Everything you need to know about this winter's norovirus

Everything you need to know about this winter's norovirus

This Friday the Daily Express’ front page alarmed readers with its headline “Warning over killer winter bug”.

Norovirus, the "killer bug" the Express was referring to, is a winter vomiting disease that has begun its annual season early this year, with 18 outbreaks in hospitals last month, according to Public Health England (PHE).

In response, the NHS issued a slightly less dramatic warning:

Here’s everything you need to know:

What is norovirus?

Norovirus is the most common stomach bugs in the UK. It causes gastroenteritis, is highly infectious and can affect people of all ages.

How many people catch it each year?

Between 600,000 and one million catch norovirus each year in the UK.

What are the symptoms?

The first symptom is usually a sudden feeling of sickness, followed by forceful vomiting and watery diarrhoea. Other symptoms include a raised temperature, stomach cramps, headaches and aching limbs.

Symptoms usually last for one to two days, although it can be very dangerous for the very young and elderly people.

How is it spread?

Norovirus spreads very easily. You can catch it by touching contaminated surfaces or objects, and if a person who has the virus doesn’t wash their hands before handling food, they can pass it on to others.

Norovirus can spread quickly in public places and environments such as schools, hospitals and nursing homes because the virus can survive for several days.

What should I do if I catch it?

There is no specific treatment for norovirus, but steps to ease the symptoms include drinking lots of water to avoid dehydration and taking paracetamol for aches and pains.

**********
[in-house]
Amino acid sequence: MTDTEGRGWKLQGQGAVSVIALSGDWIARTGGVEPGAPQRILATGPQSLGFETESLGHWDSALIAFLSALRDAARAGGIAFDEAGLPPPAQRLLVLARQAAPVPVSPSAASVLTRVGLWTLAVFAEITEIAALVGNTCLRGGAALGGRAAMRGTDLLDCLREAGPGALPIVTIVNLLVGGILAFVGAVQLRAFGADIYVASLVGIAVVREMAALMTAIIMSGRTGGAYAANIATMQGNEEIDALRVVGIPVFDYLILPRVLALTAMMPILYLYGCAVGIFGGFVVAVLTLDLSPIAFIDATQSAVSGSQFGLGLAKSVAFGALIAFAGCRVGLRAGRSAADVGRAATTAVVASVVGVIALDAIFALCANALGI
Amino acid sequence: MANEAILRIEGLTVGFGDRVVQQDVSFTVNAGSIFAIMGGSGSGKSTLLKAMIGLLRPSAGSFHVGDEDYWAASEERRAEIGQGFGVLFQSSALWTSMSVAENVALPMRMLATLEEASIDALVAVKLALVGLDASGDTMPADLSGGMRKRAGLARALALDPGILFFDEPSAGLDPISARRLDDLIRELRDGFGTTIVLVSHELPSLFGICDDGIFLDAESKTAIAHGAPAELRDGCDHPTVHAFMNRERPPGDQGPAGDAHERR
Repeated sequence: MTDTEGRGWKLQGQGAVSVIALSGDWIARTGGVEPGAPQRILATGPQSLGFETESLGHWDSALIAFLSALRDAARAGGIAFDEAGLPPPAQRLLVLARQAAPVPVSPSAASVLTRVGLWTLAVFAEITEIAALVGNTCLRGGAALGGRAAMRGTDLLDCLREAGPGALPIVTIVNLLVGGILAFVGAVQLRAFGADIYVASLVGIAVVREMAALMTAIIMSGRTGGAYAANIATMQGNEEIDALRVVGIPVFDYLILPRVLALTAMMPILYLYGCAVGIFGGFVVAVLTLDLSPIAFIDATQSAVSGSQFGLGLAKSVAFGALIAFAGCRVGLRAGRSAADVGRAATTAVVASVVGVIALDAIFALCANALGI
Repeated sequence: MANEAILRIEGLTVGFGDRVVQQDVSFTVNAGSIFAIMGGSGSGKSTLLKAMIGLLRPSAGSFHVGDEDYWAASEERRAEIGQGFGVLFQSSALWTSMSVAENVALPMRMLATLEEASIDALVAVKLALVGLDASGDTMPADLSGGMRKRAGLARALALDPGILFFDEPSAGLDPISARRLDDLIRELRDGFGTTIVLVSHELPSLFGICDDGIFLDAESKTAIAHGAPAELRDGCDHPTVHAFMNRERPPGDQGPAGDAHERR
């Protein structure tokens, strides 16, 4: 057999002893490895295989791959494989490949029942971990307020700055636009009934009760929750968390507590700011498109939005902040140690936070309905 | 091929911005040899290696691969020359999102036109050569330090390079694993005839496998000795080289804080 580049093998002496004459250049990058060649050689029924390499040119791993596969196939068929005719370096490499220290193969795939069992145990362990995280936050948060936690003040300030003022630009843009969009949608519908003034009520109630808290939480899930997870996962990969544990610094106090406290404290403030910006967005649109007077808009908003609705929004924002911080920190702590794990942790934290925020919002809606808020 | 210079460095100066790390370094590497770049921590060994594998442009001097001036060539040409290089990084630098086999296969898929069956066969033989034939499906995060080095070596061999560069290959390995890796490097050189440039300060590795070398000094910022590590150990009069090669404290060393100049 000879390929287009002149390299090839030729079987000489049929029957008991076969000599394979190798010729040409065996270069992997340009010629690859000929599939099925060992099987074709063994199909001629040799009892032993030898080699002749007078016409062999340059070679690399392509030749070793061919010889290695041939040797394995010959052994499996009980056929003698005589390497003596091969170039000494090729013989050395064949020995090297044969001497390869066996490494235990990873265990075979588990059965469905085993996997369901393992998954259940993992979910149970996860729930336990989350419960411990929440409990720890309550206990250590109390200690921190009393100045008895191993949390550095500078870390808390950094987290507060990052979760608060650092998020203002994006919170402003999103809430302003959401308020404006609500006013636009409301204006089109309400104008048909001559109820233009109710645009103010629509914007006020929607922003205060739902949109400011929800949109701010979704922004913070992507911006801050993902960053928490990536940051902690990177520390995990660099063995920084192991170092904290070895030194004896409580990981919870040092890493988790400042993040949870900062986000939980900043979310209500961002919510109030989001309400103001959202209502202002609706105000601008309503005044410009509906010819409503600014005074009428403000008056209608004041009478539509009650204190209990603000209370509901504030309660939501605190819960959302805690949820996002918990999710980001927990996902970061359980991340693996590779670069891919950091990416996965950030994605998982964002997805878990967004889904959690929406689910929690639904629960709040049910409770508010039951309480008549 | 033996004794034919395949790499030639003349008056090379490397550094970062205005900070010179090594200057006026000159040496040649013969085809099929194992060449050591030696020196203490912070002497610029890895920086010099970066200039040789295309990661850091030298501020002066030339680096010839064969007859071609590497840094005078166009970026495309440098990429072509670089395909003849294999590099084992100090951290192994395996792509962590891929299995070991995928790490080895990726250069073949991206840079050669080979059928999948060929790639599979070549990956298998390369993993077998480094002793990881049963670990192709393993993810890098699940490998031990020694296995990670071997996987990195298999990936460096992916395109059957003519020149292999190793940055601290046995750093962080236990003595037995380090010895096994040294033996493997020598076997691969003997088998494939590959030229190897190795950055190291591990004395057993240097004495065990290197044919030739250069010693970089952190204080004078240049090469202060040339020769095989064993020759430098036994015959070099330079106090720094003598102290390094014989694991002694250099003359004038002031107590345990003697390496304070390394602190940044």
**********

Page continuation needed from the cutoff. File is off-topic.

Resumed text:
Your GP will not be able to treat it and it is important to stay home because the virus is so contagious - you should avoid contact with people for at least 48 hours after your symptoms disappear. You should wash your hands frequently, avoid sharing towels and flannels and disinfect objects and surfaces that may be contaminated.

However, you should contact your GP if your symptoms last for more than a few days or if you already have a serious illness.

Are there complications?

Most people recover within a few days, though the main risk is becoming dehydrated so it’s important to drink lots of water to replace what your body loses from vomiting and diarrhoea. Again, the young and elderly are most at risk of becoming dehydrated.

Severe dehydration can lead to low blood pressure and kidney failure and, in some cases, can be fatal. It’s vital to seek medical help if you experience symptoms including dry, wrinkled skin, an inability to urinate, a rapid heartbeat or cold hands and feet.

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